The 2014 Commonwealth Games have been praised for integrating the para-sports programme into the main schedule and including the medals in the tally of each nation. The London Olympics in 2012 told a similar story of success, with the president of the International Paralympic Committee, Sir Philip Craven describing it as “the greatest Paralympic Games ever”.
But, the impact of the Olympics for promoting para-sport participation has since been questioned, which is concerning for the health of people with disabilities. It is important that more is done to encourage the broader uptake of sport and promotion of physical activity for people with disabilities.
The 2012 Paralympic legacy
The record crowds and unprecedented media coverage of the 2012 Paralympic Games positively transformed the way people with impairments were viewed by the public. As a result, UK Sport increased funding for Paralympics GB through to Rio 2016 and transport operators have worked to improve accessibility in the transport system.
The English Federation of Disability Sport, thanks to a £2m investment from Sport England, has also been working tirelessly to increase the number of disabled people participating in sport. They found eight out of ten disabled people considered taking part in more sport or exercise following London 2012.
While these early signs were encouraging, a Sport and Recreation Alliance Survey raised questions over the impact of the Paralympic legacy. This was particularly regarding its effectiveness at translating Paralympic success into sport participation at a grassroots level. Nine out of ten clubs reported no change in the number of disabled people joining their club. Almost the same number (86%) noticed no change in the number of enquiries they received from disabled people wanting to take part.
A recent survey has also questioned the physical education provision for children with disabilities in mainstream schools. This not only limits the potential to develop future Paralympian prospects but more importantly future active generations.
What the guidelines say
For the past ten years at least, the UK Chief Medical Officer’s Report has made the same statement regarding the lack of evidence to inform policy on the recommended levels of physical activity for disabled people:
A good understanding of the health and functional benefits derived from physical activity by persons with disabilities is still limited due to a lack of research.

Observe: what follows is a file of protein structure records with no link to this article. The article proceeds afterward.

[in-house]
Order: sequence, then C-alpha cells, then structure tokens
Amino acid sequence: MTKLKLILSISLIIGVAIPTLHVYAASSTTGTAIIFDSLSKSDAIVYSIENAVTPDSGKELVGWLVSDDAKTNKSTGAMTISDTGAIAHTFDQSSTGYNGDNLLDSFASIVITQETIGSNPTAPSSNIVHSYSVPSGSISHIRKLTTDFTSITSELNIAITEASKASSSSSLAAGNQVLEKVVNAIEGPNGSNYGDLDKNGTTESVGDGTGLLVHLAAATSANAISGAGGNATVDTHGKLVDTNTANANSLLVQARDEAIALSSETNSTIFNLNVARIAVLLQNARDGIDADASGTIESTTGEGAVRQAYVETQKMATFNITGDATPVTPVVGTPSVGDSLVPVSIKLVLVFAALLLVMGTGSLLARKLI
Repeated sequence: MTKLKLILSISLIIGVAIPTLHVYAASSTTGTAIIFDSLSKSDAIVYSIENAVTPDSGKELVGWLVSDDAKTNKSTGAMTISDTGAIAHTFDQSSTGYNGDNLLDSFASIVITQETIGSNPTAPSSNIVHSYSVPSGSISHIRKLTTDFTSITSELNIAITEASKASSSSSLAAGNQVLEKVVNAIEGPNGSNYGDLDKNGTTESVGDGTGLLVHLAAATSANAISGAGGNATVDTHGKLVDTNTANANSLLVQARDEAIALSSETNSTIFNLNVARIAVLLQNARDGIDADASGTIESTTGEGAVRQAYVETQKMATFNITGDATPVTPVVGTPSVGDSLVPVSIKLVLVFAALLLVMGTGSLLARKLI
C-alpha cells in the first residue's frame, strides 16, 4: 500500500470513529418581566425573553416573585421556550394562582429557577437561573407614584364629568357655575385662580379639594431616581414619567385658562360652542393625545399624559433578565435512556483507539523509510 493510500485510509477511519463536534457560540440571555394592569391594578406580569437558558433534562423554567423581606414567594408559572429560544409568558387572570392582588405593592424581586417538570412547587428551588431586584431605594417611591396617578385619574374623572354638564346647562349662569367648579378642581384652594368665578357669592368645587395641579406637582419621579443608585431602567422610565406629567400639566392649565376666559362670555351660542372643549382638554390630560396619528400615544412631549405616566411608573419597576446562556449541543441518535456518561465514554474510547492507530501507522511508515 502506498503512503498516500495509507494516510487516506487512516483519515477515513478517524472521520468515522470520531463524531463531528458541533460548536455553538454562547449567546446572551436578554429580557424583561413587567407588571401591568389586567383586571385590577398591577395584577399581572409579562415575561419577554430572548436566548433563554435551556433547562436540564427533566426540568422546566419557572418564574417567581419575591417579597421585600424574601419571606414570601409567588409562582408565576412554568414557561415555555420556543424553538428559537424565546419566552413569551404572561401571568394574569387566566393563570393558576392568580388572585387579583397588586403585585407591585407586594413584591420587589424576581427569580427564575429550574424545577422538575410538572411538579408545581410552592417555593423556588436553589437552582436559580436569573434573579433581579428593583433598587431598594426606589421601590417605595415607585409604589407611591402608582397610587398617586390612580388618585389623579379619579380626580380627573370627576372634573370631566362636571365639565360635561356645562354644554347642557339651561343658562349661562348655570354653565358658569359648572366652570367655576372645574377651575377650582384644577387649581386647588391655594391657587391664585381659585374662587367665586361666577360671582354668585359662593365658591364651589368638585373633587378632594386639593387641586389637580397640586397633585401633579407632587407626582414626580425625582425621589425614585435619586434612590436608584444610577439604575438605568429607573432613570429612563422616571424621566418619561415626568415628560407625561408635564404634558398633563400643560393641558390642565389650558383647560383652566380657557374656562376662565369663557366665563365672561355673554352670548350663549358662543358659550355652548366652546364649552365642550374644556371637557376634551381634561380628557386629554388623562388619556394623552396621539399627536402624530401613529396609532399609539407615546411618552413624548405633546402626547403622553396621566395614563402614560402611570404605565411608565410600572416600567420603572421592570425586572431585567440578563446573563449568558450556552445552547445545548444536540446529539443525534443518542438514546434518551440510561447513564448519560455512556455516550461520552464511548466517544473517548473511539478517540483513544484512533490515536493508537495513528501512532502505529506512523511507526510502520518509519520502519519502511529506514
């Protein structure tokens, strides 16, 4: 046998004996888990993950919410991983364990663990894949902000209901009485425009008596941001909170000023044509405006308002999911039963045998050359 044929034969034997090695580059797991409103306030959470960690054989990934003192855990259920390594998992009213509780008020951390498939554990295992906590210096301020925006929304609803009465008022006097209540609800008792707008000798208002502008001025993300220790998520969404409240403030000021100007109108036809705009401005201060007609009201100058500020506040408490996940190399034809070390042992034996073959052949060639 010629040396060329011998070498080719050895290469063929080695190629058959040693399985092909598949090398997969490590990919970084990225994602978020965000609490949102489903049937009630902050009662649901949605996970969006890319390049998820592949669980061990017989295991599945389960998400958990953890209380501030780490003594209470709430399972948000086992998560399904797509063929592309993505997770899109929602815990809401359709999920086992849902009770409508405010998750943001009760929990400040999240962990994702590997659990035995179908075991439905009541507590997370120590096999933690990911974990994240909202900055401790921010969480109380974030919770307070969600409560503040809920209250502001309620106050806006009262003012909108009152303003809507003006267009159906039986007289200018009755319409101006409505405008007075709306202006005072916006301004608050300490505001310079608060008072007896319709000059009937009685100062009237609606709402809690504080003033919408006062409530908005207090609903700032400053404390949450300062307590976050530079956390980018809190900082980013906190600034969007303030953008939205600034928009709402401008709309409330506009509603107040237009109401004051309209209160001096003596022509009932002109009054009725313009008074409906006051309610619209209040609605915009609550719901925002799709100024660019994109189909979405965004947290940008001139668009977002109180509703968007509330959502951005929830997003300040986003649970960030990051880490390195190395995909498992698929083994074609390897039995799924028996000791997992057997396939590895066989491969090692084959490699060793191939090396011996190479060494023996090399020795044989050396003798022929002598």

It has been suggested that individuals with disabilities should strive to meet the American College of Sports Medicine physical activity guidelines of 150 minutes of moderate intensity physical activity per week. There is a degree of uncertainty as to whether these able-bodied guidelines are realistically achievable.
This is mainly due to altered physical function in individuals with a disability and the numerous challenges that they face when trying to be more physically active. There is also a distinct lack of evidence as to whether individuals with a disability even accrue the same health benefits from meeting these guidelines.
The World Health Organisation has addressed physical inactivity as a global public health concern. Figures from the Centers for Disease Control and Prevention in the US suggest that adults with a disability who do not perform any physical activity are 50% more likely than their active peers to report at least one chronic disease (cancer, diabetes, stroke or heart disease).
Worryingly the same report states that one in two disabled adults gets no aerobic physical activity. By getting volunteers to transition from high to low levels of physical activity over a 14 day period, researchers have associated reduced physical activity with impaired metabolic function. Even as little as three days of reduced physical activity can negatively affect the body’s ability to regulate blood sugar levels.
The reduced level of physical activity in people with disabilities is a result of numerous psychosocial and environmental barriers to exercise. These include reduced self-esteem, a lack of accessible facilities, unaffordable equipment, fear of injury and parental or medical over protection.
Secondary complications such as pressure sores, common in individuals who are wheelchair dependent, require bed rest and further compound the issue of physical inactivity.
People with disabilities should be a high priority for research support. There are now over 11m people living in the UK (750m worldwide) with long-term illness or disability. Within the Centre for DisAbility Sport and Health at the University of Bath we are interested in the benefit of physical activity on the health of individuals across a range of disabling conditions that lead to mobility impairments.
Tanni Grey-Thompson, one of the UK’s most successful Paralymic athletes, said, “The Commonwealth Games is the one event that does integration properly.” So it is important that we capitalise on this legacy. In light of the negative consequences that being sedentary can have on health and well-being, it is crucial that efforts are made to help people with a disability overcome the barriers to engage in physical activity. Developing achievable physical activity guidelines that can enhance people’s lives is one place to start.